Paper Money: A Hidden Threat Facing Magazine Publishers
Emboldened by recent tightness in supply, several suppliers announced last week the first round of price increases on magazine-quality paper in more than a year. But what should really concern publishers is not so much the ebbs and flows of the paper markets but rather the possible gyrations of the currency markets.
With demand for coated and supercalendered papers on a multi-year downward march, publishers have become accustomed to plentiful supply and low prices. But there’s a hidden danger for our industry: We have become so dependent upon foreign paper suppliers that a sudden shift in the value of the U.S. dollar versus other currencies, especially the Canadian loonie, could lead to scarcity and price spikes.
The strong dollar, after all, has helped keep American prices low, making the U.S. an attractive market for foreign mills. Magazine publishers are paying about 10% to 15% less than they were three years ago. But when some foreign suppliers convert publishers’ dollars to their home currencies, they are actually making more profit from U.S. sales than they did in 2013.
About one-third of the coated groundwood (CGW) paper and about two-thirds of the supercalendered paper consumed in the U.S. comes from foreign mills, with the vast majority coming from Canada.
Four years ago, a U.S. dollar was worth 98 cents in Canadian money. Now a greenback fetches about $1.32 north of the border. While U.S. mills have been mostly unprofitable, or shut down altogether, Canadian mills have been running full, happy to pay their employees and suppliers in cheap loonies to make paper that is sold for pricey U.S. dollars.
Pressed by politicians from paper-making states, the U.S. Department of Commerce a year ago slapped Canadian supercal mills with tariffs of 18% to 20% for allegedly receiving unfair government subsidies.
The push for tariffs was geared especially to propping up UPM’s supercal mill in Maine. It didn’t work. When the loonie weakened even further last winter, Canadian mills could afford to pay the tariffs and continue selling into the U.S. Unable to compete, the Madison mill closed in May.
With the loonie recovering somewhat from the sub-70-cent levels of January, Canadian mills in recent months have become less willing to offer low prices. That means there are apparently no spoilers — mills willing to keep prices low to unload excess inventory — that would undercut the price hikes.
When Verso announced U.S. and Canadian price increases on coated groundwood last week, several competitors quickly jumped on the bandwagon and hiked supercal prices even more.
If those price hikes stick — the paper industry’s track record on that score is a bit spotty — the increases of about 5% on CGW and 7% on supercal are fairly hefty by historical standards. But they don’t compare to what would happen if there were a more dramatic or sudden strengthening of the loonie.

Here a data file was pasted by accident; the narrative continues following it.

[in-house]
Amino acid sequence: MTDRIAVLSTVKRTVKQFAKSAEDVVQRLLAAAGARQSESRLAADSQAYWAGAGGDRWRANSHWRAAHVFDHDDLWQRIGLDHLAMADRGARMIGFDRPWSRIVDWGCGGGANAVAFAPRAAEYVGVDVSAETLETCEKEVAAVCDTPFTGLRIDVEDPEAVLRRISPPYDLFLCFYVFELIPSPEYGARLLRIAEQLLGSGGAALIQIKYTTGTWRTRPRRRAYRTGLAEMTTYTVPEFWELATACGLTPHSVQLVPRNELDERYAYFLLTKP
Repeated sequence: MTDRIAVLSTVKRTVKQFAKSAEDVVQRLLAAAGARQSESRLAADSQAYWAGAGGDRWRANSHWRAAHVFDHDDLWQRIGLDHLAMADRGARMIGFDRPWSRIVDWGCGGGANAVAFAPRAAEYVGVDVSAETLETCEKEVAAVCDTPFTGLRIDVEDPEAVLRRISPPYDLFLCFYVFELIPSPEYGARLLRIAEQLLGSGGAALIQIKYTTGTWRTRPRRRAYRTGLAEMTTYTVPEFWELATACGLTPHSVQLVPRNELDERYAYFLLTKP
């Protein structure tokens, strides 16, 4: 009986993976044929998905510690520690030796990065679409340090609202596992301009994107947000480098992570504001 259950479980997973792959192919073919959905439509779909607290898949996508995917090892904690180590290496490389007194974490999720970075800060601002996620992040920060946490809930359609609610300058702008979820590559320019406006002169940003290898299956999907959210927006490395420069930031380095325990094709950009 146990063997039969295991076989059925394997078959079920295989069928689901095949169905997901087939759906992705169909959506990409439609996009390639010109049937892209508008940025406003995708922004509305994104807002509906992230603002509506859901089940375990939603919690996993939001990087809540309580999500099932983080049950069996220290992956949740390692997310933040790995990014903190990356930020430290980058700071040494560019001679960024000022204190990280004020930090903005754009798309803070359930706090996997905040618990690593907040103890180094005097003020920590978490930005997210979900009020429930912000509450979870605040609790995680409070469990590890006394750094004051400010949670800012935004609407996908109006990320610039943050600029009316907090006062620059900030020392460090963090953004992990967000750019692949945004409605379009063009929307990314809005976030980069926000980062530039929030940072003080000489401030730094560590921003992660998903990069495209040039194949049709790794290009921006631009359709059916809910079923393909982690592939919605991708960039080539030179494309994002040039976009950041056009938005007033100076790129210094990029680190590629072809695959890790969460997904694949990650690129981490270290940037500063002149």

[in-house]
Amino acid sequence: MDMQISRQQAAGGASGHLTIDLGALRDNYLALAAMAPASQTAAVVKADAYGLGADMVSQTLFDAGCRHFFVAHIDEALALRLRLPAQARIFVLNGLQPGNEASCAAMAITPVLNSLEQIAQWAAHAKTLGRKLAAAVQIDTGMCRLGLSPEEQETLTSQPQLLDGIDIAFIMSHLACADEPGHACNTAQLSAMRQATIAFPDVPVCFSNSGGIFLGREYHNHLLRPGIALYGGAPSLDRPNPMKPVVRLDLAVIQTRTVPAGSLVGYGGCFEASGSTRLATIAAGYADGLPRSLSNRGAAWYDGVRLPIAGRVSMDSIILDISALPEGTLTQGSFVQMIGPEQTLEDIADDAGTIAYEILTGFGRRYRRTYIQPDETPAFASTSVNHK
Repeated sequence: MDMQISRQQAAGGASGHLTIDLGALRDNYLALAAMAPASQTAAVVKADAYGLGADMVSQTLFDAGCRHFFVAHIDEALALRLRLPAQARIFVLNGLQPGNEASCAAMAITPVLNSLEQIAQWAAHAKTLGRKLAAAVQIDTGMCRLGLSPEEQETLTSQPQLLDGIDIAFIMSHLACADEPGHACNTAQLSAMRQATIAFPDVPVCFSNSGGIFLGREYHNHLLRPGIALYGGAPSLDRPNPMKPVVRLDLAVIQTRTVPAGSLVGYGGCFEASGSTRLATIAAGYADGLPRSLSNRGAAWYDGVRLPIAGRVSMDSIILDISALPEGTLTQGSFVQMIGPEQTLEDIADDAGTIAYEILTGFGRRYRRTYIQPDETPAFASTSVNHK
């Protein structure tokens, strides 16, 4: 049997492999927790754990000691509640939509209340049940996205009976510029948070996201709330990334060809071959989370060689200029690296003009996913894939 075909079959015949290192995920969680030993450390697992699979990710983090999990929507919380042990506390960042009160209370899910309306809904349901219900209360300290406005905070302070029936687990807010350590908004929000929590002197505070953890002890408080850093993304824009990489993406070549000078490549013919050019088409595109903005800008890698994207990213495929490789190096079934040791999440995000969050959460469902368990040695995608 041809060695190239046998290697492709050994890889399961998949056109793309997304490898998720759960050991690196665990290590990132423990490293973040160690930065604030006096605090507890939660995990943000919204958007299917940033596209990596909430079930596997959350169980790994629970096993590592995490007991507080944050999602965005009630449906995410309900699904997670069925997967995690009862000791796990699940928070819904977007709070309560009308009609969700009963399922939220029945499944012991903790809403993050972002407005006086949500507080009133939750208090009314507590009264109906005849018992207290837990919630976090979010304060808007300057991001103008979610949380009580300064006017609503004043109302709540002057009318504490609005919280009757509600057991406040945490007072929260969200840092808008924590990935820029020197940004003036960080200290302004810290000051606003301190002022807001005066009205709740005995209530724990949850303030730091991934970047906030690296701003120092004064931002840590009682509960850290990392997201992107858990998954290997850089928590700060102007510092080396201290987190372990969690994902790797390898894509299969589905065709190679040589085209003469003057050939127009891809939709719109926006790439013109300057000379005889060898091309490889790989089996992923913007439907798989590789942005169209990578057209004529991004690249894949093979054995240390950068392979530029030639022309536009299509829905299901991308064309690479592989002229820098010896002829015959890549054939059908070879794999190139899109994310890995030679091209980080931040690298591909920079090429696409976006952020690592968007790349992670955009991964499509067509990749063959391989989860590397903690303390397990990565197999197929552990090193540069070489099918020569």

With their currency advantage gone but the tariffs still in place, some Canadian supercal mills would probably shut down. There is nowhere near enough supercal capacity in the U.S. to fill the void, and it would take months for European mills to step into the breach. A restart of the Madison mills is highly unlikely. And unwinding the tariffs would take months at best and longer in the (likely) event of political opposition.
The effects would quickly spill over into the market for CGW, which increasingly competes with the better supercalendered papers (called SCA+) for the same customers. Publishers who switched to SCA+ would clamor to switch back to CGW. Some U.S. mills could make less coated freesheet (the kind of high-gloss paper used by high-end fashion and art magazines) to increase CGW production, but that wouldn’t fill the gap.
It’s been decades since paper was in such short supply that publishers had to ship rolls via air freight (expensive!) to get their magazines printed. The chances of that recurring within, say, the next year are low. But the odds are high enough and the consequences dire enough that you should plan for it.
Keeping an eye on currency markets is not a viable plan. That would be like deciding to wait until the day before your next wreck to buy auto insurance. Professional traders make bets every day on where currency prices will move, and even they get it wrong. The kind of events that cause drastic currency changes — wars, rumors of wars, disruptions in the oil market — are inherently unpredictable.
Maintaining healthy inventory levels rather than trying to buy paper on a just-in-time basis is one form of preparation. So is getting paper from multiple mills.
Buying paper from your printer may offer protection, assuming the printer is hedging its bets and not overly dependent upon a single, shaky supplier. Regardless whether you buy from a printer, a broker, or direct from the mill, it’s a good time to explore long-term commitments or contracts. By agreeing to buy a certain amount of paper supplied by a particular mill over the course of a year, you could in return access to a more reliable supply and more stable prices.